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And now for something completely wonderful -- `Spamalot’

September 15, 2013 - Andy Gray
Do you like … eh … musicals?

Nudge, nudge, wink, wink. Know what I mean?

Well, say no more, say no more, have I got a musical for you.

"Spamalot" opened Friday at Youngstown Playhouse, delivering a full Monty (Python) of irreverent, impudent humor.

Fans of Monty Python shouldn’t worry that “Spamalot” is some lame piece of theater that misses what made the British comedy troupe great. After all, Eric Idle was instrumental in creating the show (with John Du Prez), and he culls the best bits from “Monty Python and the Holy Grail” as well as gags from and winks at other skits from the Python repertoire.

And director Lester Malizia and his cast clearly are Python fans. Like Shakespeare or David Mamet, Python’s work has a rhythm all its own. The Playhouse cast settles into that rhythm seemingly effortlessly, and the actors embrace the style without resorting to simple mimicry.

David El’Hatton brings a blend of gravitas and exasperation to the role of King Arthur (and a rich baritone) as he tries to assemble a team of knights to find the grail. Mark McConnell displays a fine singing voice on “Always Look on the Bright Side of Life” and impeccable comedic timing as the King’s loyal, forgotten sidekick.

Whitney Jenkins, who has the only female role of any significant size as the Lady of the Lake, delivers her big number, “The Diva’s Lament,” with all of the attitude it demands.

Anthony Ventura gets the biggest laughs of the night as the French Taunter and is equally good as Lancelot. He also is a nimble dancer, and a lot of the credit for the success of Friday’s show should go to choreographer Jonelle Paris. Guys and dancing can be a painful combination in community theater. Paris’moves are creative, and they are executed with surprising skill by the men.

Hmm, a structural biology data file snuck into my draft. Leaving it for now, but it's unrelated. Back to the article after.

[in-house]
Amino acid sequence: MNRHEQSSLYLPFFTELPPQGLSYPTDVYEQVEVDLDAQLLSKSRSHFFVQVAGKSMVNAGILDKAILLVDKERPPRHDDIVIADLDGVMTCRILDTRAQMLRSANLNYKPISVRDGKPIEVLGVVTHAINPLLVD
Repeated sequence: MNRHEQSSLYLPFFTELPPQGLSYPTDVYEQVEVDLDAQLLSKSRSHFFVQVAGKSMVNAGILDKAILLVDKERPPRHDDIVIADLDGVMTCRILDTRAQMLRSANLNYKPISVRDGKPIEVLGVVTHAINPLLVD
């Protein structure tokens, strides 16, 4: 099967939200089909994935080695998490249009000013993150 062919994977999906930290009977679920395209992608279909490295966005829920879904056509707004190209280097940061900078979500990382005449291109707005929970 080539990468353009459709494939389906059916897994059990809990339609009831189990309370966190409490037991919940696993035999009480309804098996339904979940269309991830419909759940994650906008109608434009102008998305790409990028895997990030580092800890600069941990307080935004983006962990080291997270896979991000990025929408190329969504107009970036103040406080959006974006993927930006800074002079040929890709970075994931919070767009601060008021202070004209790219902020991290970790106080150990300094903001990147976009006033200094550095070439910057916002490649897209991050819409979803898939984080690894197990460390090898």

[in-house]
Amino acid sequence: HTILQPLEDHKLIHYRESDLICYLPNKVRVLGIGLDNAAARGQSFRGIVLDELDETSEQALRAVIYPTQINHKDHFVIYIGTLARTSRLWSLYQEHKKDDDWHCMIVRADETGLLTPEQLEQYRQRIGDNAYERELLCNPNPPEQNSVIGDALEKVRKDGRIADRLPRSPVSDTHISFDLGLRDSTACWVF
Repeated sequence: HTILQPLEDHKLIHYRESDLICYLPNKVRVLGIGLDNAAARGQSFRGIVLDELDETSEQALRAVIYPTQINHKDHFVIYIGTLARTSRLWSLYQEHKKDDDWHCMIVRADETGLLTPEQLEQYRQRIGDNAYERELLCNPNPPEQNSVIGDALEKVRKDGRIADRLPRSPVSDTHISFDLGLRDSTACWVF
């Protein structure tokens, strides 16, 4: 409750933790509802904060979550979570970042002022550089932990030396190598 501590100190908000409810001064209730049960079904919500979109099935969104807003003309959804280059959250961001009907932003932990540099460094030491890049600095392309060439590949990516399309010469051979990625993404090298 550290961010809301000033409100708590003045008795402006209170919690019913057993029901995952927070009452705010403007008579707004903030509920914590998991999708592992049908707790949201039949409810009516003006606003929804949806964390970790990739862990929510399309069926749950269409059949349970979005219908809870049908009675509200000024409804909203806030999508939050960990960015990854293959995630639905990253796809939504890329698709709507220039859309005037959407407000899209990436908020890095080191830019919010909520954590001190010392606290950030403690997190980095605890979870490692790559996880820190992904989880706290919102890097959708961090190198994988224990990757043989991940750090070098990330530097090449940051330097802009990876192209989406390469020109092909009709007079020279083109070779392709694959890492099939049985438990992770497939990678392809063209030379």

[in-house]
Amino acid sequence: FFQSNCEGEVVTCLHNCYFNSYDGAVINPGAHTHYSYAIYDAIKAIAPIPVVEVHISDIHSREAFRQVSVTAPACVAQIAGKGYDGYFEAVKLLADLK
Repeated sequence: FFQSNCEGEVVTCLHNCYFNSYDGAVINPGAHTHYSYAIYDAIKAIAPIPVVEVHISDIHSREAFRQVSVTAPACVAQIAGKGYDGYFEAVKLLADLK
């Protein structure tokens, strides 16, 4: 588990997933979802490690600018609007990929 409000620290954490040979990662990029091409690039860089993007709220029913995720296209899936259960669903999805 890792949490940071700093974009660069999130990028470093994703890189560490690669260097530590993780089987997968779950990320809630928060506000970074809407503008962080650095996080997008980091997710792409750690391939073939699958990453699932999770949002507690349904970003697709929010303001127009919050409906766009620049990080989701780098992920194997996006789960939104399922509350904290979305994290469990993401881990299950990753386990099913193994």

The other knights – played by Alan McCreary, Travis Ascione and David Lynch – all get a chance to shine as do the supporting players, particularly Donny Wolford on “I Am Not Dead Yet” and as Prince Herbert.

Frankly, there isn’t a weak link in the cast, and Malizia’s staging keeps the humor crackling throughout while not skimping on the musical theater elements.

For those who aren’t Monty Python fans, first, what is your problem? But, second, you might be surprised how much you’ll enjoy “Spamalot” too.

Admittedly, the Python’s mix of the profane and the silly isn’t for everyone. But “Spamalot” is just as much a spoof of Broadway musicals.

Theater fans will enjoy the self-referential humor of songs like “The Song That Goes Like This” and “You Won’t Succeed on Broadway” and little jokes that reference Stephen Sondheim, “Phantom of the Opera” and a host of other theater luminaries and shows. There also are a couple of priceless local references in the finale.

The sets (Jimmy Lybarger), costumes (Elizabeth Nalepa) and lighting (Leslie Brown) all help make for an impressive and entertaining night of the theater that had me whistling in the parking lot. It’s easy to look on the bright side when a show comes together this well.

“Spamalot” runs through Sept. 22 at Youngstown Playhouse, 600 Playhouse Lane, with show times at 7:30 p.m. Friday and Saturday and 2:30 p.m. Sunday. Tickets are $15 for adults and $12 for students. For reservations or more information, call 330-788-8739 or go to www.theyoungstownplayhouse.com

 
 

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